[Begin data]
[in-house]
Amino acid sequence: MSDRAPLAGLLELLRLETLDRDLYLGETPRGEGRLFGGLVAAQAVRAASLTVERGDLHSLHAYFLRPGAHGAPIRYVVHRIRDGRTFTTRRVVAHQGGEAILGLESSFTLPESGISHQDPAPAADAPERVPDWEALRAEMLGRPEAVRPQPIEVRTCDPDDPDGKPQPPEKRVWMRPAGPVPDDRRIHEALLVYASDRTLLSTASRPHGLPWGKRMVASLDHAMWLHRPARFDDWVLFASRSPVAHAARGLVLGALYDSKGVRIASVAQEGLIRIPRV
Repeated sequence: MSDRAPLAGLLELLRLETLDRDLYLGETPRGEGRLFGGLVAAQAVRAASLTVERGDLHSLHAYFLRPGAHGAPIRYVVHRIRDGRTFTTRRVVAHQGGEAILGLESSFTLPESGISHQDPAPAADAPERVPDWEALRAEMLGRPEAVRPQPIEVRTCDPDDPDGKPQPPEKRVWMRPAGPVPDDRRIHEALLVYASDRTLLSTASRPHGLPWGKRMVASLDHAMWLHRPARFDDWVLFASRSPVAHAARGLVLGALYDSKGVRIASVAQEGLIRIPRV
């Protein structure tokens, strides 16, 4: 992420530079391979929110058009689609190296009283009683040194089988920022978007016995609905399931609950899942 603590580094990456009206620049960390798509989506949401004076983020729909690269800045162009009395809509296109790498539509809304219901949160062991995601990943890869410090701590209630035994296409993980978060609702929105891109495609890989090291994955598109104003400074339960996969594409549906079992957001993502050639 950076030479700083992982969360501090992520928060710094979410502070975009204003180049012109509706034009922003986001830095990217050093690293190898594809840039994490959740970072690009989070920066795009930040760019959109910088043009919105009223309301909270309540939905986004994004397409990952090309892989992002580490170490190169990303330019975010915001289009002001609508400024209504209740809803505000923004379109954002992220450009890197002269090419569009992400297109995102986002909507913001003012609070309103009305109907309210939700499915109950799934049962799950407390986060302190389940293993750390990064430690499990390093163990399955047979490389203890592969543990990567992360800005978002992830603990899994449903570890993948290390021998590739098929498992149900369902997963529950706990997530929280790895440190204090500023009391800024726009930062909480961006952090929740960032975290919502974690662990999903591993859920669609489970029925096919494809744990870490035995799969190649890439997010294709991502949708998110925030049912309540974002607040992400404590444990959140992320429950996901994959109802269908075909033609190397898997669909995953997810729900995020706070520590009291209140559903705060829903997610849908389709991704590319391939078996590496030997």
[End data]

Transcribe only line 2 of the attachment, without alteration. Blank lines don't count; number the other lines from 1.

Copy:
Amino acid sequence: MSDRAPLAGLLELLRLETLDRDLYLGETPRGEGRLFGGLVAAQAVRAASLTVERGDLHSLHAYFLRPGAHGAPIRYVVHRIRDGRTFTTRRVVAHQGGEAILGLESSFTLPESGISHQDPAPAADAPERVPDWEALRAEMLGRPEAVRPQPIEVRTCDPDDPDGKPQPPEKRVWMRPAGPVPDDRRIHEALLVYASDRTLLSTASRPHGLPWGKRMVASLDHAMWLHRPARFDDWVLFASRSPVAHAARGLVLGALYDSKGVRIASVAQEGLIRIPRV